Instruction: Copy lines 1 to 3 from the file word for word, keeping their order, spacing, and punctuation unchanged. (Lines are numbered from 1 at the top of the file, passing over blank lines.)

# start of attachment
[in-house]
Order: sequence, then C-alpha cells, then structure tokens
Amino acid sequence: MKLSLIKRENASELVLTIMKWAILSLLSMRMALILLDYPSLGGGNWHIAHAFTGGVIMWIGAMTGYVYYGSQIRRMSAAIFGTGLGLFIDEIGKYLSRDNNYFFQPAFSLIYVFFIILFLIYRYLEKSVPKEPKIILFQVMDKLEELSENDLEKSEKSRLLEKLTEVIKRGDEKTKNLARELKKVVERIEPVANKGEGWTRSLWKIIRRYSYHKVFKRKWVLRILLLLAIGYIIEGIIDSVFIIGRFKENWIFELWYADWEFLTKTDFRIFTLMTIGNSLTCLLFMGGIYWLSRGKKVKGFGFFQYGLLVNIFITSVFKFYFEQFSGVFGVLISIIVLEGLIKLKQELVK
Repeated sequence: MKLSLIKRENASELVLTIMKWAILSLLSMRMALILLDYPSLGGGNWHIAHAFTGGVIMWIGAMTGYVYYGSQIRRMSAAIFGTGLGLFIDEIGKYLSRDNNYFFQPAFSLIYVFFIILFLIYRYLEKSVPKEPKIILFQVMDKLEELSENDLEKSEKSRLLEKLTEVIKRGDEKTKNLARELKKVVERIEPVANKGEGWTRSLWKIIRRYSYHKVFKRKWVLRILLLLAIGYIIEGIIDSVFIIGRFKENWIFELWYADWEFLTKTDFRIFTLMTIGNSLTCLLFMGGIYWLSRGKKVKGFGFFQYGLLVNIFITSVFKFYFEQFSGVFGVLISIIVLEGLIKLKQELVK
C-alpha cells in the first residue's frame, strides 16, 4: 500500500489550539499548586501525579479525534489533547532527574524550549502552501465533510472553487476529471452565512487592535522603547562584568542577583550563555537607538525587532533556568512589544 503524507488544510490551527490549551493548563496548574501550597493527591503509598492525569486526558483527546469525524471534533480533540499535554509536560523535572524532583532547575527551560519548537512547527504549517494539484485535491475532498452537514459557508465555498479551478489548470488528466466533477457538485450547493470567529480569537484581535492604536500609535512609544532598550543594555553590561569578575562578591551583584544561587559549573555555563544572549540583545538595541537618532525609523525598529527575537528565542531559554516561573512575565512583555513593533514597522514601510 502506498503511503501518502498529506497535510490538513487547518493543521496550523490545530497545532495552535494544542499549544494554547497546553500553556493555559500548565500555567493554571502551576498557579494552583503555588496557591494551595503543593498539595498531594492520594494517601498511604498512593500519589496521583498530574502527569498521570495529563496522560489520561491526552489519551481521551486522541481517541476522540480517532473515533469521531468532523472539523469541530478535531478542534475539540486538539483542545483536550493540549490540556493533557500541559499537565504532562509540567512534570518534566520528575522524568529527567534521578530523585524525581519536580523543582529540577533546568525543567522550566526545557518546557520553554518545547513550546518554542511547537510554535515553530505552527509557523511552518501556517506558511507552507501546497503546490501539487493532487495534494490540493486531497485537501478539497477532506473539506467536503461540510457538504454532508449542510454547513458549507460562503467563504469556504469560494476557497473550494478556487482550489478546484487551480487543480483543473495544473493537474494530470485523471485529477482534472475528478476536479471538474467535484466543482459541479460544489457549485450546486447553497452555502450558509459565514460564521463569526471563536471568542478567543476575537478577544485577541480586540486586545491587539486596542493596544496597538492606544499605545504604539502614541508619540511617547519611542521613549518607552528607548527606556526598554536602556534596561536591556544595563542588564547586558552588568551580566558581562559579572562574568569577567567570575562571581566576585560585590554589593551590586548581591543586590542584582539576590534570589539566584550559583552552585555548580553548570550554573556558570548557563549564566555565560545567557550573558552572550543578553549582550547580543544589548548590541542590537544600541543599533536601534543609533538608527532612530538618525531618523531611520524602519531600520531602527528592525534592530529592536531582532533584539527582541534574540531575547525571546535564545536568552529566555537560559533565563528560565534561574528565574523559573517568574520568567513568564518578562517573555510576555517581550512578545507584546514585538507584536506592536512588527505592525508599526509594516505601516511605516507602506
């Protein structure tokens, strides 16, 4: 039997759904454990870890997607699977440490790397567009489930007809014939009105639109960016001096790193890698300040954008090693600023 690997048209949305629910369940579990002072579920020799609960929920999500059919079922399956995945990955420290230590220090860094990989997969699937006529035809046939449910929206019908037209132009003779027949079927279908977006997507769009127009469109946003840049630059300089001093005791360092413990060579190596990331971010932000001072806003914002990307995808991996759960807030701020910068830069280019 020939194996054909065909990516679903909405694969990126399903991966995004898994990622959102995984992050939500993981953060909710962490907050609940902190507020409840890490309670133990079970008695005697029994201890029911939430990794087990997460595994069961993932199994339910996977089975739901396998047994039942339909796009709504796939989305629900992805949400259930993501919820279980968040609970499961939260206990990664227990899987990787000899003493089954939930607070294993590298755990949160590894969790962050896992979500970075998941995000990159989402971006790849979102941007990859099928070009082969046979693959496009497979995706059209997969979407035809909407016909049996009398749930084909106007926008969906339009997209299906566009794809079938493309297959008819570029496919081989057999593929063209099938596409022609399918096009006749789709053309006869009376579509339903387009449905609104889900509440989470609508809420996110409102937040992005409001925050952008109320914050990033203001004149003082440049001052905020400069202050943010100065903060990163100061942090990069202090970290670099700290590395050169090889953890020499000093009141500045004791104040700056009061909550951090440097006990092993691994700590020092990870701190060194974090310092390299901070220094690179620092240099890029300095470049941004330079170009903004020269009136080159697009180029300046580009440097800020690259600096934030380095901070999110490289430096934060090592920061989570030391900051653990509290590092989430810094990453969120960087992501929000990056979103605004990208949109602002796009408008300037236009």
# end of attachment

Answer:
[in-house]
Order: sequence, then C-alpha cells, then structure tokens
Amino acid sequence: MKLSLIKRENASELVLTIMKWAILSLLSMRMALILLDYPSLGGGNWHIAHAFTGGVIMWIGAMTGYVYYGSQIRRMSAAIFGTGLGLFIDEIGKYLSRDNNYFFQPAFSLIYVFFIILFLIYRYLEKSVPKEPKIILFQVMDKLEELSENDLEKSEKSRLLEKLTEVIKRGDEKTKNLARELKKVVERIEPVANKGEGWTRSLWKIIRRYSYHKVFKRKWVLRILLLLAIGYIIEGIIDSVFIIGRFKENWIFELWYADWEFLTKTDFRIFTLMTIGNSLTCLLFMGGIYWLSRGKKVKGFGFFQYGLLVNIFITSVFKFYFEQFSGVFGVLISIIVLEGLIKLKQELVK